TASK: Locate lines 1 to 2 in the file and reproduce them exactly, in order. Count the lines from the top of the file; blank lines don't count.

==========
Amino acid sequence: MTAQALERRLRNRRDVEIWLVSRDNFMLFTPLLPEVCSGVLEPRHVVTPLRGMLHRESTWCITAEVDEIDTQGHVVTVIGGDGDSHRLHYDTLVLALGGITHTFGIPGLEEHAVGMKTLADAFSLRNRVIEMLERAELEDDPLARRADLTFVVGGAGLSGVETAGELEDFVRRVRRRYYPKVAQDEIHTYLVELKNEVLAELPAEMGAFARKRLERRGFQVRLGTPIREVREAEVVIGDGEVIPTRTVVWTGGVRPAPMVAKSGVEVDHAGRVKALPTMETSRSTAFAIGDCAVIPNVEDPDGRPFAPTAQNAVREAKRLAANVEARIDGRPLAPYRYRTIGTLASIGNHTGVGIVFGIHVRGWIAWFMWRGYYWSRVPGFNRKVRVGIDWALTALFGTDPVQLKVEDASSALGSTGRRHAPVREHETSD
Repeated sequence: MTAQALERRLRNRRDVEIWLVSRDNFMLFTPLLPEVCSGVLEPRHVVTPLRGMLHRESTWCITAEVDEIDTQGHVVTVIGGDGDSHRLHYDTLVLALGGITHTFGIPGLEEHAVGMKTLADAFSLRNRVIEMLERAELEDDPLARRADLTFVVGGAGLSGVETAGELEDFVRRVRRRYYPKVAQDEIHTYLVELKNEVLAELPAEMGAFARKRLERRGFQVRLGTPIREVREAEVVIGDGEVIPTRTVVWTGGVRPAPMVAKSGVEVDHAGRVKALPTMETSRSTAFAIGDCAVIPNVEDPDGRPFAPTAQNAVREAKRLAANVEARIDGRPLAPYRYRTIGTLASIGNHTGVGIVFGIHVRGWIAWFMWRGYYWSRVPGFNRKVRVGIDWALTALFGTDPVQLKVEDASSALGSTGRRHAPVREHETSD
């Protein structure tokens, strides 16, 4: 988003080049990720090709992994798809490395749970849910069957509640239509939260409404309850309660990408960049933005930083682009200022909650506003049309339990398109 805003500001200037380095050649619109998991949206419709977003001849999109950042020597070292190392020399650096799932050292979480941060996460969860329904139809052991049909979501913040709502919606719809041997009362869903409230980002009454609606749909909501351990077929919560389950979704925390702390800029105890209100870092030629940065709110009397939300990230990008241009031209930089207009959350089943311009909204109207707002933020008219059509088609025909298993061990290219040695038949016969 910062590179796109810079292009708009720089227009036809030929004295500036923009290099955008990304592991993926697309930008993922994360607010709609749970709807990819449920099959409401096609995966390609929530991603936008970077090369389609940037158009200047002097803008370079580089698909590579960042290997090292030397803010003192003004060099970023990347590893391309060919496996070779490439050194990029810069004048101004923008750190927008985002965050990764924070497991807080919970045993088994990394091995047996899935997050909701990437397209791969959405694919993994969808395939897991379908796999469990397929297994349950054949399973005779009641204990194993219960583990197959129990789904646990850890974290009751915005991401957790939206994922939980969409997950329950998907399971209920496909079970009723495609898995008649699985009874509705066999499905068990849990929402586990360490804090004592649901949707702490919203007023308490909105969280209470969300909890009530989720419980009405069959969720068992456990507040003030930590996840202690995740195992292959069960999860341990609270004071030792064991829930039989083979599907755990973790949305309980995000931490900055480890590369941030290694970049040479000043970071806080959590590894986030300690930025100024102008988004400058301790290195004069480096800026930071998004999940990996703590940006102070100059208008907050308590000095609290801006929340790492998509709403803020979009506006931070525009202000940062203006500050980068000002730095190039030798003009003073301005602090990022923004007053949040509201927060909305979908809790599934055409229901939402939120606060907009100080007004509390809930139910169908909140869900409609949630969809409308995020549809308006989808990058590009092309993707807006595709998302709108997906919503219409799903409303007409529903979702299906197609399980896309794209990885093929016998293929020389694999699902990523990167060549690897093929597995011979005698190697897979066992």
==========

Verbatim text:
Amino acid sequence: MTAQALERRLRNRRDVEIWLVSRDNFMLFTPLLPEVCSGVLEPRHVVTPLRGMLHRESTWCITAEVDEIDTQGHVVTVIGGDGDSHRLHYDTLVLALGGITHTFGIPGLEEHAVGMKTLADAFSLRNRVIEMLERAELEDDPLARRADLTFVVGGAGLSGVETAGELEDFVRRVRRRYYPKVAQDEIHTYLVELKNEVLAELPAEMGAFARKRLERRGFQVRLGTPIREVREAEVVIGDGEVIPTRTVVWTGGVRPAPMVAKSGVEVDHAGRVKALPTMETSRSTAFAIGDCAVIPNVEDPDGRPFAPTAQNAVREAKRLAANVEARIDGRPLAPYRYRTIGTLASIGNHTGVGIVFGIHVRGWIAWFMWRGYYWSRVPGFNRKVRVGIDWALTALFGTDPVQLKVEDASSALGSTGRRHAPVREHETSD
Repeated sequence: MTAQALERRLRNRRDVEIWLVSRDNFMLFTPLLPEVCSGVLEPRHVVTPLRGMLHRESTWCITAEVDEIDTQGHVVTVIGGDGDSHRLHYDTLVLALGGITHTFGIPGLEEHAVGMKTLADAFSLRNRVIEMLERAELEDDPLARRADLTFVVGGAGLSGVETAGELEDFVRRVRRRYYPKVAQDEIHTYLVELKNEVLAELPAEMGAFARKRLERRGFQVRLGTPIREVREAEVVIGDGEVIPTRTVVWTGGVRPAPMVAKSGVEVDHAGRVKALPTMETSRSTAFAIGDCAVIPNVEDPDGRPFAPTAQNAVREAKRLAANVEARIDGRPLAPYRYRTIGTLASIGNHTGVGIVFGIHVRGWIAWFMWRGYYWSRVPGFNRKVRVGIDWALTALFGTDPVQLKVEDASSALGSTGRRHAPVREHETSD